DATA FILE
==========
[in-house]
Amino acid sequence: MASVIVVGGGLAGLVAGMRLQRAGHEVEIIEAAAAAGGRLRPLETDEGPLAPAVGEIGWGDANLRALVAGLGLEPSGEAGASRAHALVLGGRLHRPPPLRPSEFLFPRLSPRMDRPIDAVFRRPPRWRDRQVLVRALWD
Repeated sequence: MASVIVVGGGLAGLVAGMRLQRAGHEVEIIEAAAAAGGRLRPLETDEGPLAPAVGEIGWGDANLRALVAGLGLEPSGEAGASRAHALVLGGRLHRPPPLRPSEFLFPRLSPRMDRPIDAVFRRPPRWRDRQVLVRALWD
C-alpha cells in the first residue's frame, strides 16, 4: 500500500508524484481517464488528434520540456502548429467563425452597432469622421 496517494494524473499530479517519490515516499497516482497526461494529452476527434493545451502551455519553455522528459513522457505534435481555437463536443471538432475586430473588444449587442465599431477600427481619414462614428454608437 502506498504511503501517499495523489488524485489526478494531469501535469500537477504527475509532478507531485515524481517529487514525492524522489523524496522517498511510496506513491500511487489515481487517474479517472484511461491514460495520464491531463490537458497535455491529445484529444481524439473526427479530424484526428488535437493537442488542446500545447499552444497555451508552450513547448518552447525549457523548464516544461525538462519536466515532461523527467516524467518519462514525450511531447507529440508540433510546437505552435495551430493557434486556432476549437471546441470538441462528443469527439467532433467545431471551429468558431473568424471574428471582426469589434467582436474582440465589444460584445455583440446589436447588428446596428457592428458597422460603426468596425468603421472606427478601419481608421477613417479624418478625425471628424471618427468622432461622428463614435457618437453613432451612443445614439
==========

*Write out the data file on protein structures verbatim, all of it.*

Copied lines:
[in-house]
Amino acid sequence: MASVIVVGGGLAGLVAGMRLQRAGHEVEIIEAAAAAGGRLRPLETDEGPLAPAVGEIGWGDANLRALVAGLGLEPSGEAGASRAHALVLGGRLHRPPPLRPSEFLFPRLSPRMDRPIDAVFRRPPRWRDRQVLVRALWD
Repeated sequence: MASVIVVGGGLAGLVAGMRLQRAGHEVEIIEAAAAAGGRLRPLETDEGPLAPAVGEIGWGDANLRALVAGLGLEPSGEAGASRAHALVLGGRLHRPPPLRPSEFLFPRLSPRMDRPIDAVFRRPPRWRDRQVLVRALWD
C-alpha cells in the first residue's frame, strides 16, 4: 500500500508524484481517464488528434520540456502548429467563425452597432469622421 496517494494524473499530479517519490515516499497516482497526461494529452476527434493545451502551455519553455522528459513522457505534435481555437463536443471538432475586430473588444449587442465599431477600427481619414462614428454608437 502506498504511503501517499495523489488524485489526478494531469501535469500537477504527475509532478507531485515524481517529487514525492524522489523524496522517498511510496506513491500511487489515481487517474479517472484511461491514460495520464491531463490537458497535455491529445484529444481524439473526427479530424484526428488535437493537442488542446500545447499552444497555451508552450513547448518552447525549457523548464516544461525538462519536466515532461523527467516524467518519462514525450511531447507529440508540433510546437505552435495551430493557434486556432476549437471546441470538441462528443469527439467532433467545431471551429468558431473568424471574428471582426469589434467582436474582440465589444460584445455583440446589436447588428446596428457592428458597422460603426468596425468603421472606427478601419481608421477613417479624418478625425471628424471618427468622432461622428463614435457618437453613432451612443445614439